“Even in high-income areas where people can afford air conditioning and other devices,” said Anders Levermann, head of complex science at PIK and co-author of the study. In other heat mitigation projects, we noticed an increase in hate speech during extremely hot days. , in a statement accompanying its release. “There are likely limits of adaptation to extreme temperatures, and these are lower than those posed by our mere physiological limits.”

That’s not to say we weren’t adaptive at all. The study divided 773 cities from which the tweets originated into five different climates: cold, dry hot, mixed wet, hot and humid, and marine (or coastal). Overall, they found that the increase in hate tweets was diverse, such that those in the frigid regions — which cover most of the northern part of the 48 contiguous states — showed little wrongdoing. online during extremely cold times than people in hot and humid areas, who won’t be used to the sudden plunge of the thermometer.

“This may suggest that the increase in hate tweets depends on the temperature we are familiar with,” the authors write.

Read more: How Psychology Can Help Fight Climate Change — And Climate Anxiety

The study limitations did not allow the researchers to use geographic information to show any difference in tweeting about weather-related hate depending on socioeconomic status, faith, race, political party membership, or more. “Groups based on income, religion and partisan [affiliation] imperfect because cities are never perfectly homogeneous,” they wrote; However, their geolocation data does not control for those factors.

While it can be difficult to pinpoint exactly which demographic is doing hate tweeting, it’s not hard to pinpoint who the target is. The study cites existing research showing that 25% of Blacks and 10% of Hispanics have experienced online harassment based on race. These communities are also the most vulnerable to the effects of extreme weather, as climate change worsens. Members of the LGBTQ community are also four times more likely to report online harassment than others, the study found. These same groups, the authors warn, are vulnerable to all kinds of hate tweets, including those related to temperature — and that endanger their health.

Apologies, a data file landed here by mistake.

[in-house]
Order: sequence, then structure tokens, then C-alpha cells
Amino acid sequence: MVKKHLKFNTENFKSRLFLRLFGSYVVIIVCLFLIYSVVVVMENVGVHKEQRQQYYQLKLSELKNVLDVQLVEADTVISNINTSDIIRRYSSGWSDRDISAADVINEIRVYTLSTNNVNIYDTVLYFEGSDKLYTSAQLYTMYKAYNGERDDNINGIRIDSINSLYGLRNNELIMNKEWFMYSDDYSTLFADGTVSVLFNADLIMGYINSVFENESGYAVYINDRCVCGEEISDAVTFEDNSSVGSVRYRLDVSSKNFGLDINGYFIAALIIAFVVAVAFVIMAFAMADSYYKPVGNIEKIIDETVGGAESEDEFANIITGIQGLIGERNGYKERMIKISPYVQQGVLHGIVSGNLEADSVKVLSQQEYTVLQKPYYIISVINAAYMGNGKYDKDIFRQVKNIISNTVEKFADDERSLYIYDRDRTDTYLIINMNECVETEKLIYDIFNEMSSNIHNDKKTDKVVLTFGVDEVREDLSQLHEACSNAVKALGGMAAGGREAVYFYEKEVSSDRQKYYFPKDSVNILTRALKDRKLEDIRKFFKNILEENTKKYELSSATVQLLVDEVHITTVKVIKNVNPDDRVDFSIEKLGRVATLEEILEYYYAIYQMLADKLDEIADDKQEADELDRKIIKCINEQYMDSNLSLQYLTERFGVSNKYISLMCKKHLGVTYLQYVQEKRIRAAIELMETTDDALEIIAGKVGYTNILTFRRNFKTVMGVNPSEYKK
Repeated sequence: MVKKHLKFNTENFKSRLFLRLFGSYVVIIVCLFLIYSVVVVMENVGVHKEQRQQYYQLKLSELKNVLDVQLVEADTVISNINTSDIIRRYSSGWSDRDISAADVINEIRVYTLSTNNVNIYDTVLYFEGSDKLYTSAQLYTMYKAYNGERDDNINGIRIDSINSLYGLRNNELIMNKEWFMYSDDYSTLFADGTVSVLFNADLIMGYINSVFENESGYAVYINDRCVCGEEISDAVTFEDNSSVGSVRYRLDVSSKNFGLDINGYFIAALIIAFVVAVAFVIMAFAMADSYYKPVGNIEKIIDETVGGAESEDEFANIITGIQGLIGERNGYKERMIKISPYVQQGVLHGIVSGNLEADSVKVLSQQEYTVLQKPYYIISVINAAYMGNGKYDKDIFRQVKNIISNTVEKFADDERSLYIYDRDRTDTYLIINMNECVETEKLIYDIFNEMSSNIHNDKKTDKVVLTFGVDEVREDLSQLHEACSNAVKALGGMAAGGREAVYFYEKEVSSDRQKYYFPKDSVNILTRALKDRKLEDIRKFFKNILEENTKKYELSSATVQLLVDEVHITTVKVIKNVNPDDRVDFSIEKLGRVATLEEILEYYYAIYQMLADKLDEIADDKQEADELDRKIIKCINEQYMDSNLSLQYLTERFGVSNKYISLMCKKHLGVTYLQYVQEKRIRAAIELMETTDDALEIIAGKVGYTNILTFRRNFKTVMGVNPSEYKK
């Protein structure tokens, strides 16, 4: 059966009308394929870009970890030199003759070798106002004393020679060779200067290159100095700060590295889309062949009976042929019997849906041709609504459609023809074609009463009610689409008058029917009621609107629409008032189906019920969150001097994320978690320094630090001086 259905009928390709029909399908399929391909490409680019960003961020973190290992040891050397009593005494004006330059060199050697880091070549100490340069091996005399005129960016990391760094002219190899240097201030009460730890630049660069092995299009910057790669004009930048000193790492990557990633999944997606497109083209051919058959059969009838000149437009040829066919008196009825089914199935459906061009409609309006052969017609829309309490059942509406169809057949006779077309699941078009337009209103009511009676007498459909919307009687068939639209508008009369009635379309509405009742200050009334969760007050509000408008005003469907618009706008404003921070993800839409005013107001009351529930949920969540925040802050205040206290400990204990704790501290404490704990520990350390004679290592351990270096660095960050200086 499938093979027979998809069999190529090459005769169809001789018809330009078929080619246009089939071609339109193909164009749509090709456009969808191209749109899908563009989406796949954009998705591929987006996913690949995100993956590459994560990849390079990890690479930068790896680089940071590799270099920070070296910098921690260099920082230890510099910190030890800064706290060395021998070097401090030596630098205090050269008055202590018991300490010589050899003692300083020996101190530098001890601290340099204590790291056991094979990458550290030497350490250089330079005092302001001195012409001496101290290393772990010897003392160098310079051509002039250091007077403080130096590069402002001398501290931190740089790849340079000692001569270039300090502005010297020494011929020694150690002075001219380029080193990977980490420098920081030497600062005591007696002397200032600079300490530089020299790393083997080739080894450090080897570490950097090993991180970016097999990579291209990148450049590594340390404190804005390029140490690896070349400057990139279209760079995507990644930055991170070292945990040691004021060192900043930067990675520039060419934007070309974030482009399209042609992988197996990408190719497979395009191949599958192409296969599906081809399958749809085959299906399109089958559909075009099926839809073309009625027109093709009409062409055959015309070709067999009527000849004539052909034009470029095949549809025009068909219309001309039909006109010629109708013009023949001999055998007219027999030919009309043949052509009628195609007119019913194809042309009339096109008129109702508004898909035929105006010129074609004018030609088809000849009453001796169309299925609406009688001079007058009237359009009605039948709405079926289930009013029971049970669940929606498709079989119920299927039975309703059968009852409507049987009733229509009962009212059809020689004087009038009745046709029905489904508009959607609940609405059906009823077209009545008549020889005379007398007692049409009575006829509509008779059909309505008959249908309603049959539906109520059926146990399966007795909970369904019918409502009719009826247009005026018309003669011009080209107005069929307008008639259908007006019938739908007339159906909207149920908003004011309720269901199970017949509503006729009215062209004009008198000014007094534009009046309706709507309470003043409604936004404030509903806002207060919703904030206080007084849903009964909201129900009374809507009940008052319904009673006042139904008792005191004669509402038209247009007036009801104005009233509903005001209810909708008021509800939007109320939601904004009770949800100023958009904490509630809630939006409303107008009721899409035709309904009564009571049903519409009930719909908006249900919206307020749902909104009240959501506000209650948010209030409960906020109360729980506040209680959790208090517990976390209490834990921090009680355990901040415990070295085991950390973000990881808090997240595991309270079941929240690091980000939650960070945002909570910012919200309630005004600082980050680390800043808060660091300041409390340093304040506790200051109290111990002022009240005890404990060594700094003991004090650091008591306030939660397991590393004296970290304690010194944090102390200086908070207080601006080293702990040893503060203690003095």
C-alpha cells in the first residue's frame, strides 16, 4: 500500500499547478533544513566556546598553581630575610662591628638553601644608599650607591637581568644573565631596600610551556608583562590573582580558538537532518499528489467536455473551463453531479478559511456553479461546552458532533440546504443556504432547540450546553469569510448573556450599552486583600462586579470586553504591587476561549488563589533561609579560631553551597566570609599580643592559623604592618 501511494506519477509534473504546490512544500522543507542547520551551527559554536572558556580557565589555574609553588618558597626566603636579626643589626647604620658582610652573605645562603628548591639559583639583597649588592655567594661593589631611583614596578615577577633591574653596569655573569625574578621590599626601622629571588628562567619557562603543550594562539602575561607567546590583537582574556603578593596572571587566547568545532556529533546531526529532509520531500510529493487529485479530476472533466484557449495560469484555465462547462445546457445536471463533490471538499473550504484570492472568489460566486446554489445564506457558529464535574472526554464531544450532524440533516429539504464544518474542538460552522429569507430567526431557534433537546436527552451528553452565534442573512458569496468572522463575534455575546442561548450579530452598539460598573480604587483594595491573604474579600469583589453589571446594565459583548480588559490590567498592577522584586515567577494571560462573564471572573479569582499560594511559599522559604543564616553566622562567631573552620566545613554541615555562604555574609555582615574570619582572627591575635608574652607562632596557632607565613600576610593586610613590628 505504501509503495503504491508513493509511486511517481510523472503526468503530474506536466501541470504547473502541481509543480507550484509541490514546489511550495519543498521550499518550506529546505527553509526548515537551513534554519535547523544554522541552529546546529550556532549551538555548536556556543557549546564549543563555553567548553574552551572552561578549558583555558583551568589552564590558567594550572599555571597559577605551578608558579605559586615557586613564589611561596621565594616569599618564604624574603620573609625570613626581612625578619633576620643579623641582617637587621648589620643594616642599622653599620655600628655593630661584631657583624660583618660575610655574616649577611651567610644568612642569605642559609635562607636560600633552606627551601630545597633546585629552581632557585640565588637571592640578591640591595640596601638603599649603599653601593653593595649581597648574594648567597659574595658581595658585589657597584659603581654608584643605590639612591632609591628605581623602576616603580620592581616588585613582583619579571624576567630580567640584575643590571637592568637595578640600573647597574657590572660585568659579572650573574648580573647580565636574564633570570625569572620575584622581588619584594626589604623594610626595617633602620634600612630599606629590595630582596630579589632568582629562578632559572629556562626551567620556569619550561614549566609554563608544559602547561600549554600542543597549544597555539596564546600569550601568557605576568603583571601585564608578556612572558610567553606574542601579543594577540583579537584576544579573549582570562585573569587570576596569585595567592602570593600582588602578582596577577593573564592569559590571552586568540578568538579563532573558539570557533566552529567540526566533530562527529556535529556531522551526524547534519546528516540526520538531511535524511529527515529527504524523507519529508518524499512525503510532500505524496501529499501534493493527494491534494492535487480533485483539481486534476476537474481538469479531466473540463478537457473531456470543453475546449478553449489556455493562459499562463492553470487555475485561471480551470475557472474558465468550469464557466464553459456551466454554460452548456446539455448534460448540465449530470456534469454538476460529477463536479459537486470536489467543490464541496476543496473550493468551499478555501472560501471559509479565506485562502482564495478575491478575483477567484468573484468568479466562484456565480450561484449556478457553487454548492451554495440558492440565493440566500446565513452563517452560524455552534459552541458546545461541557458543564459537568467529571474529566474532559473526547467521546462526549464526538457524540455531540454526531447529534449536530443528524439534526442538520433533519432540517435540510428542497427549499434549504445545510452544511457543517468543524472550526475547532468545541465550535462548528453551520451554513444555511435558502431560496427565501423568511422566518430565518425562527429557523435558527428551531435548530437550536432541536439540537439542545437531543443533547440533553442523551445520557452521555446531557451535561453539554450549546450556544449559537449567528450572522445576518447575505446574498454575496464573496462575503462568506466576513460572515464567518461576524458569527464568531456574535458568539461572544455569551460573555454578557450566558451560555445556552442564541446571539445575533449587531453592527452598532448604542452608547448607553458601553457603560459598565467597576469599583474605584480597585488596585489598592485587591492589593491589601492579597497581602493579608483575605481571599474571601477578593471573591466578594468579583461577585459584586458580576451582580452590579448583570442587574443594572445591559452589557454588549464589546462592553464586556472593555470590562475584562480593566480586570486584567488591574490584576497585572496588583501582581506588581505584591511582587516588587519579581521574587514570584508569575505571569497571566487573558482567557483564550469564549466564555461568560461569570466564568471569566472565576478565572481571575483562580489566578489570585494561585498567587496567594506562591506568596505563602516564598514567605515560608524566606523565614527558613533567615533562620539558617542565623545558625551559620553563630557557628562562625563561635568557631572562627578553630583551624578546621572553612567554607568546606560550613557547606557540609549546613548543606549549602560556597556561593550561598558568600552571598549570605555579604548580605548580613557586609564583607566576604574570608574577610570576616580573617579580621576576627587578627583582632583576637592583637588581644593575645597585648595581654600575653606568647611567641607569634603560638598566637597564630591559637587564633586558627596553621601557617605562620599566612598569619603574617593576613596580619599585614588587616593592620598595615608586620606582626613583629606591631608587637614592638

“Becoming the target of online hate speech is a serious threat to people’s mental health,” said Annika Stechemesser, PhD researcher at PIK and co-author of the study. “The psychological literature tells us that online hate can exacerbate mental health conditions, especially for young people and disadvantaged groups.”

The authors warn that that threat will grow as anthropogenic climate change worsens and temperature extremes become more common. “Assuming less adaptation and similar patterns of communication,” they write, “this means that hate expressed online could increase as the earth warms in the future.” Hatred is a unique human quality, and climate change is one of our most regrettable actions. Together, they make a very uncomfortable pair.